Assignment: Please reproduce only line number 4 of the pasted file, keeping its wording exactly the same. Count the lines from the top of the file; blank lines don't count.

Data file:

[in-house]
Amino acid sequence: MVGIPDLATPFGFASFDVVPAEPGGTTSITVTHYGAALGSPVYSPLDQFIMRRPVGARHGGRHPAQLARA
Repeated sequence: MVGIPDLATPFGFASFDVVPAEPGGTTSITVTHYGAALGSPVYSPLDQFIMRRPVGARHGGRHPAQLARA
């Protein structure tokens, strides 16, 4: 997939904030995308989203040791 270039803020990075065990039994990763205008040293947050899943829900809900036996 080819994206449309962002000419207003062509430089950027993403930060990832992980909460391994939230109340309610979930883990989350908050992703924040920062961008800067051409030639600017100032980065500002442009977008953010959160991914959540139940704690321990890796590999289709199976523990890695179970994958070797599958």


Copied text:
């Protein structure tokens, strides 16, 4: 997939904030995308989203040791 270039803020990075065990039994990763205008040293947050899943829900809900036996 080819994206449309962002000419207003062509430089950027993403930060990832992980909460391994939230109340309610979930883990989350908050992703924040920062961008800067051409030639600017100032980065500002442009977008953010959160991914959540139940704690321990890796590999289709199976523990890695179970994958070797599958």